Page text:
Kelley School of Business Extension and Renovation
Case Study

Kelley School of Business Extension and Renovation Going from a Moment to Momentum

Bloomington, Indiana, USA

The Challenge

To accommodate increasing student enrollment and sustain academic excellence, Indiana University’s Kelley School of Business’s Hodge Hall — built in the 1960s —required an addition, while existing facilities needed a modernization.

The Design Solution

The Kelley School of Business’ Hodge Hall features interior corridor upgrades such as new lighting, fireproofing on the existing steel structure and a new fire suppression system, along with new finishes. The first level is home to the new student commons, a 48-seat flat-floored classroom, 60-person classrooms and two 180-person tiered classrooms. The second level houses a trading room, undergraduate program offices, presentation space, new workstations and 60-person classrooms. The third level includes a 60-seat horseshoe classroom, 48- and 60-person classrooms, and office/conference space. The fourth level has a 60-seat horseshoe classroom, a multi-purpose room and 60-person classrooms.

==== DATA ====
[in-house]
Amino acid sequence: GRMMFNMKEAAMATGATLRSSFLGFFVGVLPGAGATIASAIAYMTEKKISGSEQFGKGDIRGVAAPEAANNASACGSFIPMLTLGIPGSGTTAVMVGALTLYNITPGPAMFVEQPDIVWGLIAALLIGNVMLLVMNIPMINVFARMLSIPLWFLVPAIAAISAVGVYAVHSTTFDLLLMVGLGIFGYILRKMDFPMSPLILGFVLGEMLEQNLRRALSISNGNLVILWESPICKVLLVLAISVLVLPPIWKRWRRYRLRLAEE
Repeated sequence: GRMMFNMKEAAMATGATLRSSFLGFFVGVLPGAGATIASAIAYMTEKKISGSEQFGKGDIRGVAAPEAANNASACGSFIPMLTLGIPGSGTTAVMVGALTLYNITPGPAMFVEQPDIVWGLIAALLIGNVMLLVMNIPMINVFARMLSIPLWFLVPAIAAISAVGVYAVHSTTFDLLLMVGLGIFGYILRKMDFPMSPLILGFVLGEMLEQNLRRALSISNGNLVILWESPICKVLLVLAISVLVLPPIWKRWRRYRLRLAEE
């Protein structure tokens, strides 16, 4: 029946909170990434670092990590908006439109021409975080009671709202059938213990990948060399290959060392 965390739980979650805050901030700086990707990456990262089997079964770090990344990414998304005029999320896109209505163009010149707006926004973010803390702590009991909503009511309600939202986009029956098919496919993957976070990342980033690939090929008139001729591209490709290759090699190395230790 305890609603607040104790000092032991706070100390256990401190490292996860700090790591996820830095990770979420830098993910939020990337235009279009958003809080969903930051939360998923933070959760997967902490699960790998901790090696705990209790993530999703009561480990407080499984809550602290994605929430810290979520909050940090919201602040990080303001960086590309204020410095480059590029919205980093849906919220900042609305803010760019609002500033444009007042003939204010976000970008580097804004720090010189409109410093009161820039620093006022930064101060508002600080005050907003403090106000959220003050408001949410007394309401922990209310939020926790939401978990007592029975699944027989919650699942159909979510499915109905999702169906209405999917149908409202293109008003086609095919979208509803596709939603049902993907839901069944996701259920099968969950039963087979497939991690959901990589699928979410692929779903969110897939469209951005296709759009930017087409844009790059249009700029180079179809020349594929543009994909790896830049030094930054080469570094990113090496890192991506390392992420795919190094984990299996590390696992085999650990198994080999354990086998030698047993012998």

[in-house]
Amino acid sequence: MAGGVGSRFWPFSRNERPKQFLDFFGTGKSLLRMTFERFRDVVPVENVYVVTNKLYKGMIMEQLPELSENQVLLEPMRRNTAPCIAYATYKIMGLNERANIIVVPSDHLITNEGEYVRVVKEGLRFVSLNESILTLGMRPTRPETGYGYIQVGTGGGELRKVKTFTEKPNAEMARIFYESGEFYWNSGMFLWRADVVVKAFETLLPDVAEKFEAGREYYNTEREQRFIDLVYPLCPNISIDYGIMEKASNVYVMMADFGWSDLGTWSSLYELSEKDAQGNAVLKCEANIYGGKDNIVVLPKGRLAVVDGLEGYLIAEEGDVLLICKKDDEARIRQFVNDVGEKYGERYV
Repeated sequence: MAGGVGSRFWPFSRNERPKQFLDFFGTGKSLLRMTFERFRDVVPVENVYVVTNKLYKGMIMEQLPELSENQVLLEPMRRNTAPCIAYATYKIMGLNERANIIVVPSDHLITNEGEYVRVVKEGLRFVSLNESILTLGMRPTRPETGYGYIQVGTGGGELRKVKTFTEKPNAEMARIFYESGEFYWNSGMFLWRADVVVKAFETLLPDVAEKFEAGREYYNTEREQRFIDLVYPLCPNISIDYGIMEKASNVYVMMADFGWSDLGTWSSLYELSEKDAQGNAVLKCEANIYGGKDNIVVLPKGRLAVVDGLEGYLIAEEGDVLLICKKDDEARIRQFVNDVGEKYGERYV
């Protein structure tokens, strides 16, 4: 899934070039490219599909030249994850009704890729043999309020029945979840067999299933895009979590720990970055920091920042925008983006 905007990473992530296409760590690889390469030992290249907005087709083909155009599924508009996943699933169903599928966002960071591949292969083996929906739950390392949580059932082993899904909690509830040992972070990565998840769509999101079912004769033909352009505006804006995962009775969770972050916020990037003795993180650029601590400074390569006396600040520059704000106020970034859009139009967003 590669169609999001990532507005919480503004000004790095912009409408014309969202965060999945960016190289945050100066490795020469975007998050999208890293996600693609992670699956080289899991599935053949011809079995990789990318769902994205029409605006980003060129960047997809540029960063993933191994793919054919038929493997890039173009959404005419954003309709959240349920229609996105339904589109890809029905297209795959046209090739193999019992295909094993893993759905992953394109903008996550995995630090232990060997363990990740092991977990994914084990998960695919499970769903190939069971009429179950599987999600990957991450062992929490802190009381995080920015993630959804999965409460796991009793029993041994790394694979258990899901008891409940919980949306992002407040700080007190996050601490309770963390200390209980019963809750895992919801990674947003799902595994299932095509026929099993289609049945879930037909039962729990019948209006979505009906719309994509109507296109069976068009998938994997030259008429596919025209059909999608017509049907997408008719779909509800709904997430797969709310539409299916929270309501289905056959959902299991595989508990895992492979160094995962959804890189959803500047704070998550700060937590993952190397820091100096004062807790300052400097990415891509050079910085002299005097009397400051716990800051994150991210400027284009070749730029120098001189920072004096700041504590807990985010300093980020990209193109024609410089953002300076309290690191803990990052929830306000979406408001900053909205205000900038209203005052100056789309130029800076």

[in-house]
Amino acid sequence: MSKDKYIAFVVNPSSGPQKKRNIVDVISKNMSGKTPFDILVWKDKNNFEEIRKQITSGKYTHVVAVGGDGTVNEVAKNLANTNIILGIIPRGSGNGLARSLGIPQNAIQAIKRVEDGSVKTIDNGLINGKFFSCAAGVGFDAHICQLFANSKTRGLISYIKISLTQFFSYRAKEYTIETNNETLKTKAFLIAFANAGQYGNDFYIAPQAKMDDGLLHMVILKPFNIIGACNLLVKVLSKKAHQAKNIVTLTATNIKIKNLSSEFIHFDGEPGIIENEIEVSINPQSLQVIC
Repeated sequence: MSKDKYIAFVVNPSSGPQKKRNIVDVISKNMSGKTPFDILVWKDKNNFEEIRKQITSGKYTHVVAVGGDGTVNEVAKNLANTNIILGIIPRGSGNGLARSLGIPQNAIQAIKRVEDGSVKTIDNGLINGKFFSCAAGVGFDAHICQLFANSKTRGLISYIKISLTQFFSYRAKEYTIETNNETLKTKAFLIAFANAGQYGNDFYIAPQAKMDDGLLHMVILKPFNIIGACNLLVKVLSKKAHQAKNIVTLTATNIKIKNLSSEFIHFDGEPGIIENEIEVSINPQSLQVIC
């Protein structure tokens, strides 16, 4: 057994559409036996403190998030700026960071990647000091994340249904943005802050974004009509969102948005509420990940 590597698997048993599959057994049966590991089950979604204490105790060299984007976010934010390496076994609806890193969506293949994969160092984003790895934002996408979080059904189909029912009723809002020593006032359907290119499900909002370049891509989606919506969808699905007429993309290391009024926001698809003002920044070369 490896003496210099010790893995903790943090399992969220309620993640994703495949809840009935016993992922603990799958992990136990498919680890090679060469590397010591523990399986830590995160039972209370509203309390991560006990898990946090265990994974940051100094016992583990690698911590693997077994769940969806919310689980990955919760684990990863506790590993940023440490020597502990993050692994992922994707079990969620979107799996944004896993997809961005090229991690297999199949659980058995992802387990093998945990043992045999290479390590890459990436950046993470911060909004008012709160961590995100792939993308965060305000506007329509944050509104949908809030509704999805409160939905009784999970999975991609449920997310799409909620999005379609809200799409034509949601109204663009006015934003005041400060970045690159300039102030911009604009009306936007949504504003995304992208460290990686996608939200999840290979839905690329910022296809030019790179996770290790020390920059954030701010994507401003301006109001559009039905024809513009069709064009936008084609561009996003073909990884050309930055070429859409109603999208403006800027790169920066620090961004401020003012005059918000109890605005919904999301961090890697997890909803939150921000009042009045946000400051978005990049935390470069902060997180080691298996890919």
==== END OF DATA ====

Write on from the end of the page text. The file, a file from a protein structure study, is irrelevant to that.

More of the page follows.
The Design Impact

New and renovated classrooms are tiered to enable teamwork based on traditional business practices. A multi-purpose room adapts to function as a lounge, study space or a venue for hosting special events. A new entrance and connection between the existing building and the expansion creates continuous circulation. The building has also achieved LEED Gold certification.

Project Features

  • 185,000-square-foot (17,187 sm) addition and renovation
  • Administrative offices
  • Tiered classrooms
  • Student commons
  • Collaboration spaces
  • Faculty and staff facilities for group work and student interaction
  • Trading room
  • New fireproofing and fire suppression system
  • LEED Gold Certification

"This remarkable facility . . . will enable the Kelley School to maintain its strong international standing, while dramatically transforming the important role Indiana University plays in undergraduate business education. "

Michael A. McRobbie President, Indiana University